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According to federal law in the United States, the sale and possession of marijuana is illegal under the Controlled Substances Act. States, though, under pressure from citizens and influential medical organizations have begun to adopt legislation that approves the use of medical cannabis for therapeutic purposes. The official position of the United States government remains that marijuana is a harmful and illegal substance, but the state-level trend of legalizing medical cannabis has triggered a change in how the federal government allocates its resources to enforce drug policy.
In February of 2013, the New England Journal of Medicine (NEJM) posted on its interactive “Decisions Online” tool the question of whether, from a medical perspective, medical cannabis should be considered for therapeutic applications. Two physicians who hold opposing views on the controversial topic offered their positions. Members were then invited to participate in the discussion through a comment section. Jonathan N. Adler, M.D., and James A. Colbert, M.D. who summarized the poll comments, expressed surprise at the results. According to the two doctors, despite the fact that the majority of responding physicians originated from countries where marijuana was illegal for medicinal use, 76 percent voiced support for including medical cannabis as an option for treatment. This poll indicates that the United States is not the only country where legality and medical considerations of medical cannabis use are in conflict.
Technically, states that have adopted medical marijuana legislation are in violation of the United States Controlled Substances Act. Patients who take advantage of the availability of medical marijuana were also in violation of federal law. This creates a situation where even if patients use medical marijuana in a manner consistent with state law, they can be in violation of federal law. Fortunately for patients who use medical marijuana to treat their chronic or terminal illnesses, the federal government is occupied with priorities other than bird-dogging rogue states whose citizens vote for the legalization of medical cannabis.
In 2009, the Department of Justice (DOJ) issued a memorandum to all the state attorneys general, explaining the change in federal drug policy that was triggered by the adoption of state-level medical cannabis legislation. The memo reiterated that Congress had determined that marijuana is a dangerous drug and that the market for cannabis provided for large-scale, illegal drug operations. With the memo, the federal government provided a cheat sheet to states on how to avoid federal involvement in their marijuana affairs. The Feds said they would avoid entanglement in state policy as long as states could ensure that they had controls in place to prevent pot from falling into the hands of minors and money from falling into the hands of drug cartels.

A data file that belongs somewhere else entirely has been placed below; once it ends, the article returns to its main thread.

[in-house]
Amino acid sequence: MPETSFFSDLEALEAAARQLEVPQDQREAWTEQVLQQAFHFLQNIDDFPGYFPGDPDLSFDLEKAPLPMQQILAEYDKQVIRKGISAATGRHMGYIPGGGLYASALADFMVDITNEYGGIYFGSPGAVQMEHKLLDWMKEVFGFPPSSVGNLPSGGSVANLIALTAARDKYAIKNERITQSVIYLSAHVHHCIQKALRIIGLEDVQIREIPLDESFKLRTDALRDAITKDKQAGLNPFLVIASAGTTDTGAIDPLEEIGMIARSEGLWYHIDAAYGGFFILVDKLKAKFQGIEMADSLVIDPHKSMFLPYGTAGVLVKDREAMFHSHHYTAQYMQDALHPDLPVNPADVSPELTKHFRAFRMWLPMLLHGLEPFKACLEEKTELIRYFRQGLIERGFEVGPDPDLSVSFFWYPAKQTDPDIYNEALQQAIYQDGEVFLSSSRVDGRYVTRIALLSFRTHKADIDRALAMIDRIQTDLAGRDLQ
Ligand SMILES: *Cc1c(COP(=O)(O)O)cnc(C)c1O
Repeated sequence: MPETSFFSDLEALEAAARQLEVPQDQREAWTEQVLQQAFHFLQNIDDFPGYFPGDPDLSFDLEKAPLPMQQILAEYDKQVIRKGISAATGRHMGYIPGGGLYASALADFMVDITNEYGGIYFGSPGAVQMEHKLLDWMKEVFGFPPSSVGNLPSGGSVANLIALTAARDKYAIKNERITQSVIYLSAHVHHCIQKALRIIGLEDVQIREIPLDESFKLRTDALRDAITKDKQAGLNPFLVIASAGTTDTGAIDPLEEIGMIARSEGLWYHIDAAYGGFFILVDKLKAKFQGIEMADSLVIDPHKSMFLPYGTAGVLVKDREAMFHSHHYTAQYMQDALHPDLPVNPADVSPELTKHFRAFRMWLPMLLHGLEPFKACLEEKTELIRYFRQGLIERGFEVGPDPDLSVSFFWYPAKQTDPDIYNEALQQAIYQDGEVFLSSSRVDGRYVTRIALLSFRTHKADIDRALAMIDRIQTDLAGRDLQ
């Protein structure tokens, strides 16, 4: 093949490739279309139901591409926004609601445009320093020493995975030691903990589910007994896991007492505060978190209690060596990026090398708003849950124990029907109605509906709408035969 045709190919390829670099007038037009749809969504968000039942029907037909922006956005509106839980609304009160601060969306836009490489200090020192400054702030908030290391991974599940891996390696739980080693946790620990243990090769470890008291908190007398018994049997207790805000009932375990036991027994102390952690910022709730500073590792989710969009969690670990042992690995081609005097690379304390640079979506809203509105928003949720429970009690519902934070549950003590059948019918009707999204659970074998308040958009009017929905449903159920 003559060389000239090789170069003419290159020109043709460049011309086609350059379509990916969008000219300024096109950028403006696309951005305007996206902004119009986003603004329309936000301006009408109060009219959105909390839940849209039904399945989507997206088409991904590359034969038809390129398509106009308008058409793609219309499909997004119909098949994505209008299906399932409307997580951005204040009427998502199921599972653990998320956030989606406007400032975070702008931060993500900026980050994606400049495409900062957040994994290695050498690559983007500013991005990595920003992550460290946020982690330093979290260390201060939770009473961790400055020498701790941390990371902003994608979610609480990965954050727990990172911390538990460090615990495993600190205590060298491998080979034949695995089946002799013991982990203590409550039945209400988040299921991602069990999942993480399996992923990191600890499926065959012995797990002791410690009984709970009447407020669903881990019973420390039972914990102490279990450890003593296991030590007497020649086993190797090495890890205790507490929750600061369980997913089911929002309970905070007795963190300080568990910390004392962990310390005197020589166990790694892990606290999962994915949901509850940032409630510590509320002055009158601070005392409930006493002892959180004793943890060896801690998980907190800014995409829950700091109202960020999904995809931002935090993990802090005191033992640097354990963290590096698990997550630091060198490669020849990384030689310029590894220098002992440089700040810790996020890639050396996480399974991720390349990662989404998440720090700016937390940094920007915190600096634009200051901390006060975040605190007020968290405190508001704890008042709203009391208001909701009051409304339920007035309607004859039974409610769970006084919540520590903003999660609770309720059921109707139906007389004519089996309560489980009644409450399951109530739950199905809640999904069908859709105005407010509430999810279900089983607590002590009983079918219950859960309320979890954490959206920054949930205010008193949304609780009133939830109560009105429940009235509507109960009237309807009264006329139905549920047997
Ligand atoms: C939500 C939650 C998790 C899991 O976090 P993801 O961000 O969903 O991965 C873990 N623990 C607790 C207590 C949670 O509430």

The DOJ set up some additional criteria. It warned states to make sure that the product would neither find its way into neighboring states whose laws did not support legalized cannabis, nor become a pretext for trafficking of other illegal drugs or activities. In an effort to prevent the violence that often accompanies unauthorized growth of cannabis, Washington told states not to allow firearms to become involved with cultivation efforts. The federal government also expressed the requirement that states crack down on cannabis-related DUI laws and not allow citizens to grow or use medical cannabis on federal lands.
Now, however, medical cannabis laws are not the only laws that the Department of Justice needs to address. With national state-level momentum hurtling toward the decriminalization and legalization of recreational marijuana use, the feds have had to update their guidance suggestions.
In August 2013, the Department of Justice did just that. The updated version of the memorandum to the states reads like a letter that a reluctant parent, heading out-of-town on a business trip might write to the oldest of her children who will be chaperoning the house in her absence. The parent realizes there will be a party and appeals to the teenager to adopt a strong and effective regulatory and enforcement system in her absence. Really, the parent does not want return home from the trip to get involved in potential problems.
It goes like that with the federal government. The 2013 memorandum reminds states of the federal priorities as listed above. It tells states that in order to avoid federal involvement, they need to develop strong and effective regulatory and enforcement systems. If states can control the growth, distribution, and rules for possession of marijuana in a manner that supports the federal priorities then the DOJ says it will assume states do not need to have federal oversight.
The latest federal memorandum that explains the change in drug policy to states that are legalizing both medical cannabis and recreational marijuana relaxes the criteria on the scope of cultivation facilities. When grow farms were providing very limited amounts of medical cannabis to an equally limited population, it was reasonable to put size limits on grow operations. The Department of Justice told the states that they are now free to determine a reasonable size of farms to meet the supply that the states are expected to control. The Department of Justice reiterated that states have the responsibility of monitoring those operations to ensure that the product would neither find its way to minors nor help to fund illegal drug organizations. The memo does end with the government reminding states that the new hands-off drug policy can be revoked at any time without provocation by the Department of Justice.
By Kaley Perkins